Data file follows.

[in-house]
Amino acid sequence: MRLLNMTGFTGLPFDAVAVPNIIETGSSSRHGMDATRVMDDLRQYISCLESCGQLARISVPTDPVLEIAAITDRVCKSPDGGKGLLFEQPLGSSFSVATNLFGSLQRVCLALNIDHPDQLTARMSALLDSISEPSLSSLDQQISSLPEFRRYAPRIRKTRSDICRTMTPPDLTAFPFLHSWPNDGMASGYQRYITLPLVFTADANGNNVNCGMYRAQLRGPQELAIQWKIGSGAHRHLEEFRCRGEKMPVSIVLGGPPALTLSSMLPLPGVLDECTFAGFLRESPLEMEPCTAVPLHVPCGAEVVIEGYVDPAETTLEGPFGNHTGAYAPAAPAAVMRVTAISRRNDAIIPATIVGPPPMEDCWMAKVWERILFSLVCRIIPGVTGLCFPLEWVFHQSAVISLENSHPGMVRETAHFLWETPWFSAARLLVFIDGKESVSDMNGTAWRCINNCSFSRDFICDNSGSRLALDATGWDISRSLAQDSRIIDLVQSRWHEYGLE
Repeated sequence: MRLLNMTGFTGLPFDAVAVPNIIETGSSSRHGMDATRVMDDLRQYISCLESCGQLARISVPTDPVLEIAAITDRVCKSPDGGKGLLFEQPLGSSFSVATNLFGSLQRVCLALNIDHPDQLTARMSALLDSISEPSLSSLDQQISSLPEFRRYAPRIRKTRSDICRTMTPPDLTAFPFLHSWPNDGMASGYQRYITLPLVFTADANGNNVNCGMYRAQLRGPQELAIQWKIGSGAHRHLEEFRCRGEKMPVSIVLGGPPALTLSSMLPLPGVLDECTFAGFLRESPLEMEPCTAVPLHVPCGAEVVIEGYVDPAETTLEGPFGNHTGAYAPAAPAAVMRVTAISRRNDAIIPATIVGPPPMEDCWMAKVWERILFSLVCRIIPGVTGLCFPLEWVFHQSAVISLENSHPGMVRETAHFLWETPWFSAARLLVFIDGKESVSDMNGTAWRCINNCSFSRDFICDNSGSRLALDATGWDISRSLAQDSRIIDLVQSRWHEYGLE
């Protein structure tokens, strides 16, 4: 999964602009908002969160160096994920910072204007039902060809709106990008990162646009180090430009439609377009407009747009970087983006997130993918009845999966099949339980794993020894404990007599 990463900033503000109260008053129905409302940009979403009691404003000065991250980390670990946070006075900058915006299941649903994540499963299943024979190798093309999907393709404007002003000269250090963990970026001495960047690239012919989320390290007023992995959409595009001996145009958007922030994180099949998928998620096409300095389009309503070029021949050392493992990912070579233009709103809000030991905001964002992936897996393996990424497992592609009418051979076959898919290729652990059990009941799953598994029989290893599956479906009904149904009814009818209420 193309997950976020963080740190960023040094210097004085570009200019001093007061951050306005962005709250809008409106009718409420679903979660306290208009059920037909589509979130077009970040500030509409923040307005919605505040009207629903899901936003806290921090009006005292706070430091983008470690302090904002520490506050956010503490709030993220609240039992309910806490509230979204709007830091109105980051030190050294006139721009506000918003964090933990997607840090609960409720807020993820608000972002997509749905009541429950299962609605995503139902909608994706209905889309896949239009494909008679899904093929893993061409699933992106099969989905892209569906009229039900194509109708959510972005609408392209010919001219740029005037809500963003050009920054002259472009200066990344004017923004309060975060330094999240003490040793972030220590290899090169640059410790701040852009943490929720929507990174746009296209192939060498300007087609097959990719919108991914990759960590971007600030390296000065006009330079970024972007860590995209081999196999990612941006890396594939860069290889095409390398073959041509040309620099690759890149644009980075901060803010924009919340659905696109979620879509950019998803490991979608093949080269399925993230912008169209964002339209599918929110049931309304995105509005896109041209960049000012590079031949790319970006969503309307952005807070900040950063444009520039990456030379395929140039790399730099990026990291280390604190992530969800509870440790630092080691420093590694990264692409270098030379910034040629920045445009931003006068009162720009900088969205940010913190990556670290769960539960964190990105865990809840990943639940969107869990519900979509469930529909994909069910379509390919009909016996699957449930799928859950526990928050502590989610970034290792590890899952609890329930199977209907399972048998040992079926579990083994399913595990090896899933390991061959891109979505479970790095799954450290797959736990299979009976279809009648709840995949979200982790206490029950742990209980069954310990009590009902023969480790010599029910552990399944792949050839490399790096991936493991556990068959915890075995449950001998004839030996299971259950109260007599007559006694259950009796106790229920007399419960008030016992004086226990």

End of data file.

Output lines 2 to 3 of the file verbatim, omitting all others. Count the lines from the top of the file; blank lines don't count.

Amino acid sequence: MRLLNMTGFTGLPFDAVAVPNIIETGSSSRHGMDATRVMDDLRQYISCLESCGQLARISVPTDPVLEIAAITDRVCKSPDGGKGLLFEQPLGSSFSVATNLFGSLQRVCLALNIDHPDQLTARMSALLDSISEPSLSSLDQQISSLPEFRRYAPRIRKTRSDICRTMTPPDLTAFPFLHSWPNDGMASGYQRYITLPLVFTADANGNNVNCGMYRAQLRGPQELAIQWKIGSGAHRHLEEFRCRGEKMPVSIVLGGPPALTLSSMLPLPGVLDECTFAGFLRESPLEMEPCTAVPLHVPCGAEVVIEGYVDPAETTLEGPFGNHTGAYAPAAPAAVMRVTAISRRNDAIIPATIVGPPPMEDCWMAKVWERILFSLVCRIIPGVTGLCFPLEWVFHQSAVISLENSHPGMVRETAHFLWETPWFSAARLLVFIDGKESVSDMNGTAWRCINNCSFSRDFICDNSGSRLALDATGWDISRSLAQDSRIIDLVQSRWHEYGLE
Repeated sequence: MRLLNMTGFTGLPFDAVAVPNIIETGSSSRHGMDATRVMDDLRQYISCLESCGQLARISVPTDPVLEIAAITDRVCKSPDGGKGLLFEQPLGSSFSVATNLFGSLQRVCLALNIDHPDQLTARMSALLDSISEPSLSSLDQQISSLPEFRRYAPRIRKTRSDICRTMTPPDLTAFPFLHSWPNDGMASGYQRYITLPLVFTADANGNNVNCGMYRAQLRGPQELAIQWKIGSGAHRHLEEFRCRGEKMPVSIVLGGPPALTLSSMLPLPGVLDECTFAGFLRESPLEMEPCTAVPLHVPCGAEVVIEGYVDPAETTLEGPFGNHTGAYAPAAPAAVMRVTAISRRNDAIIPATIVGPPPMEDCWMAKVWERILFSLVCRIIPGVTGLCFPLEWVFHQSAVISLENSHPGMVRETAHFLWETPWFSAARLLVFIDGKESVSDMNGTAWRCINNCSFSRDFICDNSGSRLALDATGWDISRSLAQDSRIIDLVQSRWHEYGLE